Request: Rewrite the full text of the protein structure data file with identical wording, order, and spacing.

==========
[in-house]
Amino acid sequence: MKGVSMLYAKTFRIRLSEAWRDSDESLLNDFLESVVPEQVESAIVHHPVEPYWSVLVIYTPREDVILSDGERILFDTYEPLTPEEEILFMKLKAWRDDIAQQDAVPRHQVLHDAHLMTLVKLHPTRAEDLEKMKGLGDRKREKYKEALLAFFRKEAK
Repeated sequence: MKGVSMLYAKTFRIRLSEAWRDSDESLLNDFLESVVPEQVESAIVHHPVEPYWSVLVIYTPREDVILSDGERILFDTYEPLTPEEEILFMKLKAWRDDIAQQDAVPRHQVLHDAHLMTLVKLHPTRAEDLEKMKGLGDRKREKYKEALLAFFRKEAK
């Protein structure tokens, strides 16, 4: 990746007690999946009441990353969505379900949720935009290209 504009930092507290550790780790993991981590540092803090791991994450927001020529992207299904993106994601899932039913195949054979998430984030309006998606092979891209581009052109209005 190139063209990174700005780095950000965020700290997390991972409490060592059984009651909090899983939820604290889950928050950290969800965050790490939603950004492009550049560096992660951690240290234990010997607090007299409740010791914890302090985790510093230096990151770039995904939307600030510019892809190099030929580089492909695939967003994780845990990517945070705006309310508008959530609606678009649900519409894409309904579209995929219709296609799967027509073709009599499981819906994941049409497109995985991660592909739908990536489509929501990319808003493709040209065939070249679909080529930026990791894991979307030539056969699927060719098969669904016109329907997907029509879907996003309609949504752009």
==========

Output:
[in-house]
Amino acid sequence: MKGVSMLYAKTFRIRLSEAWRDSDESLLNDFLESVVPEQVESAIVHHPVEPYWSVLVIYTPREDVILSDGERILFDTYEPLTPEEEILFMKLKAWRDDIAQQDAVPRHQVLHDAHLMTLVKLHPTRAEDLEKMKGLGDRKREKYKEALLAFFRKEAK
Repeated sequence: MKGVSMLYAKTFRIRLSEAWRDSDESLLNDFLESVVPEQVESAIVHHPVEPYWSVLVIYTPREDVILSDGERILFDTYEPLTPEEEILFMKLKAWRDDIAQQDAVPRHQVLHDAHLMTLVKLHPTRAEDLEKMKGLGDRKREKYKEALLAFFRKEAK
């Protein structure tokens, strides 16, 4: 990746007690999946009441990353969505379900949720935009290209 504009930092507290550790780790993991981590540092803090791991994450927001020529992207299904993106994601899932039913195949054979998430984030309006998606092979891209581009052109209005 190139063209990174700005780095950000965020700290997390991972409490060592059984009651909090899983939820604290889950928050950290969800965050790490939603950004492009550049560096992660951690240290234990010997607090007299409740010791914890302090985790510093230096990151770039995904939307600030510019892809190099030929580089492909695939967003994780845990990517945070705006309310508008959530609606678009649900519409894409309904579209995929219709296609799967027509073709009599499981819906994941049409497109995985991660592909739908990536489509929501990319808003493709040209065939070249679909080529930026990791894991979307030539056969699927060719098969669904016109329907997907029509879907996003309609949504752009």